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**Music and mathematics. From Pythagoras to fractals.**
*(English)*
Zbl 1051.00007

Oxford: Oxford University Press (ISBN 0-19-851187-6/hbk). 189 p. (2003).

The book extends over four subjects relating to music and mathematics: historical connections, the physics of sound, musical structure, and compositional methods. The book addresses a general public, be it mathematicians, which are music lovers, or musicians with a flavor for mathematical aspects. Several contributions are highly recommended, for example, a clear review of the permutation groups in bell music, the amusing and instructive report on Galois theory and a mathematician’s erroneous analysis of a craftsman’s ingenious construction of guitar fret positions, or the music-idelological motivations of Kepler, Newton, Kircher or Mersennne.

However, in view of the large amount of new theories and technologies as developed in the last 50 years, the book looks completely out of phase. For example, no account is given to the large arsenal of new sound constructions, by frequency modulation, wavelets, or physical models. It seems as if the paradigm of the completely outdated Fourier theory of the human auditory system were still alive, but see the chapter on auditory physiology in G. Mazzola et al.: “The Topos of Music” Birkhäuser, Basel (2002; Zbl 1104.00003). Also, the consonance and dissonance theory of classical counterpoint which has been developed twenty years ago has not been traced in the book. This theory is in a sharp contrast to the physical consonance theories of Helmholtz (the contrapuntal fourth is dissonant!), but it explains the Fux rules, which Helmholtz does not.

Mathematical Music Theory, which is now widely known and investigated by American and European research groups, is virtually inexistent in the book [see, e.g., G. Mazzola, T. Noll, E. Lluis-Puebla: “Perspectives in Mathematical and Computational Music Theory.” epOs music, Osnabrück (2004)]. We can somehow understand that mathematicians are not aware of the sound technologies developed over the last 50 years, but it is not acceptable that they are not even informed about theories genuinely tied to their own field. An up-to-date presentation of music and mathematics should, for example, include the classification theory of local and global musical structures, the models of harmony, counterpoint, and motives, possibly also the mathematically demanding performance theory (relating to Lie derivatives and ODEs). And it should take into account the complex musical concept architecture, as for example developed in the topos-theoretic framework of geometric logic, but see G. Assayag et al. (eds.), A Diderot Mathematical Forum. Springer, Heidelberg (2002; Zbl 0990.00038).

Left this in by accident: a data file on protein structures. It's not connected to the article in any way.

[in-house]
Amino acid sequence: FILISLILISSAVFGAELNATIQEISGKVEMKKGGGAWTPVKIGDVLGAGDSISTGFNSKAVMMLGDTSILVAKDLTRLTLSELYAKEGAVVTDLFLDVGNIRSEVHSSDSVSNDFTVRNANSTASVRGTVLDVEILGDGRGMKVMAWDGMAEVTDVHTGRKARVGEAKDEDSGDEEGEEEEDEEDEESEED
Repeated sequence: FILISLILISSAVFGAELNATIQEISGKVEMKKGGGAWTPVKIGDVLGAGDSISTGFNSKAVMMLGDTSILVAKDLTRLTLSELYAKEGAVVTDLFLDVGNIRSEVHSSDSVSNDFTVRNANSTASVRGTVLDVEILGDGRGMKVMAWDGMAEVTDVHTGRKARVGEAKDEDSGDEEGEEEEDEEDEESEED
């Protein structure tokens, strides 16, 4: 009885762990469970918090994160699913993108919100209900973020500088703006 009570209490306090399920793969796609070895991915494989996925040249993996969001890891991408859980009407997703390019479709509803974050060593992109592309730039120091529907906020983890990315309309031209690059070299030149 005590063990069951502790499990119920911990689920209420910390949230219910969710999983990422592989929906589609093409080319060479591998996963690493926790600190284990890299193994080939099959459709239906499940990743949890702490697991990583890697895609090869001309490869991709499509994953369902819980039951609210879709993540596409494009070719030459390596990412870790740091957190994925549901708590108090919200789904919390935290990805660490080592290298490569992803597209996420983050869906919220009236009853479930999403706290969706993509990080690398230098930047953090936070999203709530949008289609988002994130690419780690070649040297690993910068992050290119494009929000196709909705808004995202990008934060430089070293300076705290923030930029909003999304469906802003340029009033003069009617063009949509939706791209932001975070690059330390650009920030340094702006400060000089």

However, in view of the large amount of new theories and technologies as developed in the last 50 years, the book looks completely out of phase. For example, no account is given to the large arsenal of new sound constructions, by frequency modulation, wavelets, or physical models. It seems as if the paradigm of the completely outdated Fourier theory of the human auditory system were still alive, but see the chapter on auditory physiology in G. Mazzola et al.: “The Topos of Music” Birkhäuser, Basel (2002; Zbl 1104.00003). Also, the consonance and dissonance theory of classical counterpoint which has been developed twenty years ago has not been traced in the book. This theory is in a sharp contrast to the physical consonance theories of Helmholtz (the contrapuntal fourth is dissonant!), but it explains the Fux rules, which Helmholtz does not.

Mathematical Music Theory, which is now widely known and investigated by American and European research groups, is virtually inexistent in the book [see, e.g., G. Mazzola, T. Noll, E. Lluis-Puebla: “Perspectives in Mathematical and Computational Music Theory.” epOs music, Osnabrück (2004)]. We can somehow understand that mathematicians are not aware of the sound technologies developed over the last 50 years, but it is not acceptable that they are not even informed about theories genuinely tied to their own field. An up-to-date presentation of music and mathematics should, for example, include the classification theory of local and global musical structures, the models of harmony, counterpoint, and motives, possibly also the mathematically demanding performance theory (relating to Lie derivatives and ODEs). And it should take into account the complex musical concept architecture, as for example developed in the topos-theoretic framework of geometric logic, but see G. Assayag et al. (eds.), A Diderot Mathematical Forum. Springer, Heidelberg (2002; Zbl 0990.00038).

Reviewer: Guerino Mazzola (Zürich)